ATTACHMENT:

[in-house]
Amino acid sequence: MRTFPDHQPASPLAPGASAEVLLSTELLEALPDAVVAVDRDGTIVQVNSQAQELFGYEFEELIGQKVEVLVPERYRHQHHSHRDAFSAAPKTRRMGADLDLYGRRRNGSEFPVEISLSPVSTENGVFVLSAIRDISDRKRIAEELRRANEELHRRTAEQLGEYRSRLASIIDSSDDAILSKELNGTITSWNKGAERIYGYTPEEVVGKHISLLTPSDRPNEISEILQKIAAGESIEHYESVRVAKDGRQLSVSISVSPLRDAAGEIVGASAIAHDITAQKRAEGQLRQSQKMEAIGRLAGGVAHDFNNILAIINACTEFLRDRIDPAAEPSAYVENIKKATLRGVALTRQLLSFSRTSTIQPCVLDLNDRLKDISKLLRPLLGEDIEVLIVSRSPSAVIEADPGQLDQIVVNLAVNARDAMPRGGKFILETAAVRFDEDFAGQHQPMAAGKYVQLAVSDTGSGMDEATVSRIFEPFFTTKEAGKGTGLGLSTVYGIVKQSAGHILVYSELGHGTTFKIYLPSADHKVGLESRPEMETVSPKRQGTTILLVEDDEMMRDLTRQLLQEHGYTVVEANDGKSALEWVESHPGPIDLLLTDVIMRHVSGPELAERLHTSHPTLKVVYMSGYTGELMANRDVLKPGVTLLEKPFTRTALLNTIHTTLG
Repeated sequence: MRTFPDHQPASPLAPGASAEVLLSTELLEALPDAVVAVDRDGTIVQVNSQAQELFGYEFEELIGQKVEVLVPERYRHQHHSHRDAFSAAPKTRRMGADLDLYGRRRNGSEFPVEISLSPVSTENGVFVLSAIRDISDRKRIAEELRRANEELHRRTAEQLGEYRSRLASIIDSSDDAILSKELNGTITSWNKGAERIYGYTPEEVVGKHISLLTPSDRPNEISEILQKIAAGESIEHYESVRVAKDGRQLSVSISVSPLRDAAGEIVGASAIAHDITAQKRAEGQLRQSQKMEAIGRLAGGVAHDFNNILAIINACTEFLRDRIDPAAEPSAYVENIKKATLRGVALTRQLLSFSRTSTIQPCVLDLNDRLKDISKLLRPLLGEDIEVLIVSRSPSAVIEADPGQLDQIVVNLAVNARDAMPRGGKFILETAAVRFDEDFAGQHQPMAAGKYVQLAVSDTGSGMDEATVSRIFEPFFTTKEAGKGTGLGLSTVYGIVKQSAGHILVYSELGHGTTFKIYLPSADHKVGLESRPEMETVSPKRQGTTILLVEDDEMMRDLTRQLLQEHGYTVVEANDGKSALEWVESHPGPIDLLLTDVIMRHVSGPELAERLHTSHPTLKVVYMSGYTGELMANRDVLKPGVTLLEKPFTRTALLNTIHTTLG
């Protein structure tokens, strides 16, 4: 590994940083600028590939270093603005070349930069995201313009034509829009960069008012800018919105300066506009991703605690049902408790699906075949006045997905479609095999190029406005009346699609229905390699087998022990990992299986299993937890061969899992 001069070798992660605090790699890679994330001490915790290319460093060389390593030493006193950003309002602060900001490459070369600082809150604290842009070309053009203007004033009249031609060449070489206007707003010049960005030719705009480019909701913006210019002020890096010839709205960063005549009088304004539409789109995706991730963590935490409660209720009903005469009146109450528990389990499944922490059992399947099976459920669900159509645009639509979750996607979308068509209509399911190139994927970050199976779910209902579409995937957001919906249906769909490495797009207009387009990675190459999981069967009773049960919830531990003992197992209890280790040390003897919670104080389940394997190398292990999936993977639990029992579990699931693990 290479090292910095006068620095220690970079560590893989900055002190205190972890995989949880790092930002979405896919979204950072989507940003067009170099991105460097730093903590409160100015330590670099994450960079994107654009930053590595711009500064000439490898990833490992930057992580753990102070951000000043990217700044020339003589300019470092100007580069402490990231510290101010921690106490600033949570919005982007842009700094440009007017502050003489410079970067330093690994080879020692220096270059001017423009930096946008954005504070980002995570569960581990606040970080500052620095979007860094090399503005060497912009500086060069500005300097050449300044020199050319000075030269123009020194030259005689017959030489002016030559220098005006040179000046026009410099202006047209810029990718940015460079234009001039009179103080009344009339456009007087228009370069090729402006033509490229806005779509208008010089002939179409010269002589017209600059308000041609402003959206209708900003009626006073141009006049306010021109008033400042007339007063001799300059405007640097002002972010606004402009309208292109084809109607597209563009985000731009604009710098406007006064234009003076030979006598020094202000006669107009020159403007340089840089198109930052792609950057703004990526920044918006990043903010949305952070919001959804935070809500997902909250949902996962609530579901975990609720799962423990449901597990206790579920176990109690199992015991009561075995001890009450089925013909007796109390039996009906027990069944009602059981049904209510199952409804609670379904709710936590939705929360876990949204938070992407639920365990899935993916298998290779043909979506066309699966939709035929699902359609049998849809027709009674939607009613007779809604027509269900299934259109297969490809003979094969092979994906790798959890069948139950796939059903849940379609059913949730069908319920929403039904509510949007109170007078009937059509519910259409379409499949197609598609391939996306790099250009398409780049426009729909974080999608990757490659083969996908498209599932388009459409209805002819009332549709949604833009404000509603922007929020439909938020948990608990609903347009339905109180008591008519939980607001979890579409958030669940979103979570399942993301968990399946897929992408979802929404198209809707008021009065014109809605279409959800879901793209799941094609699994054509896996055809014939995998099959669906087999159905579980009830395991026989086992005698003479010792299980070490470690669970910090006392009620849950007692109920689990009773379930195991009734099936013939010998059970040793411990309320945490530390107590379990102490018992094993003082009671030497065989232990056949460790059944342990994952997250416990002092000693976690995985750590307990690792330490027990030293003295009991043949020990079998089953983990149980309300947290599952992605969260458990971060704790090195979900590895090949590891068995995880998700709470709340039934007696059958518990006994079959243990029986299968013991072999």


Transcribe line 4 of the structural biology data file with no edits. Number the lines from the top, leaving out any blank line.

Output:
């Protein structure tokens, strides 16, 4: 590994940083600028590939270093603005070349930069995201313009034509829009960069008012800018919105300066506009991703605690049902408790699906075949006045997905479609095999190029406005009346699609229905390699087998022990990992299986299993937890061969899992 001069070798992660605090790699890679994330001490915790290319460093060389390593030493006193950003309002602060900001490459070369600082809150604290842009070309053009203007004033009249031609060449070489206007707003010049960005030719705009480019909701913006210019002020890096010839709205960063005549009088304004539409789109995706991730963590935490409660209720009903005469009146109450528990389990499944922490059992399947099976459920669900159509645009639509979750996607979308068509209509399911190139994927970050199976779910209902579409995937957001919906249906769909490495797009207009387009990675190459999981069967009773049960919830531990003992197992209890280790040390003897919670104080389940394997190398292990999936993977639990029992579990699931693990 290479090292910095006068620095220690970079560590893989900055002190205190972890995989949880790092930002979405896919979204950072989507940003067009170099991105460097730093903590409160100015330590670099994450960079994107654009930053590595711009500064000439490898990833490992930057992580753990102070951000000043990217700044020339003589300019470092100007580069402490990231510290101010921690106490600033949570919005982007842009700094440009007017502050003489410079970067330093690994080879020692220096270059001017423009930096946008954005504070980002995570569960581990606040970080500052620095979007860094090399503005060497912009500086060069500005300097050449300044020199050319000075030269123009020194030259005689017959030489002016030559220098005006040179000046026009410099202006047209810029990718940015460079234009001039009179103080009344009339456009007087228009370069090729402006033509490229806005779509208008010089002939179409010269002589017209600059308000041609402003959206209708900003009626006073141009006049306010021109008033400042007339007063001799300059405007640097002002972010606004402009309208292109084809109607597209563009985000731009604009710098406007006064234009003076030979006598020094202000006669107009020159403007340089840089198109930052792609950057703004990526920044918006990043903010949305952070919001959804935070809500997902909250949902996962609530579901975990609720799962423990449901597990206790579920176990109690199992015991009561075995001890009450089925013909007796109390039996009906027990069944009602059981049904209510199952409804609670379904709710936590939705929360876990949204938070992407639920365990899935993916298998290779043909979506066309699966939709035929699902359609049998849809027709009674939607009613007779809604027509269900299934259109297969490809003979094969092979994906790798959890069948139950796939059903849940379609059913949730069908319920929403039904509510949007109170007078009937059509519910259409379409499949197609598609391939996306790099250009398409780049426009729909974080999608990757490659083969996908498209599932388009459409209805002819009332549709949604833009404000509603922007929020439909938020948990608990609903347009339905109180008591008519939980607001979890579409958030669940979103979570399942993301968990399946897929992408979802929404198209809707008021009065014109809605279409959800879901793209799941094609699994054509896996055809014939995998099959669906087999159905579980009830395991026989086992005698003479010792299980070490470690669970910090006392009620849950007692109920689990009773379930195991009734099936013939010998059970040793411990309320945490530390107590379990102490018992094993003082009671030497065989232990056949460790059944342990994952997250416990002092000693976690995985750590307990690792330490027990030293003295009991043949020990079998089953983990149980309300947290599952992605969260458990971060704790090195979900590895090949590891068995995880998700709470709340039934007696059958518990006994079959243990029986299968013991072999």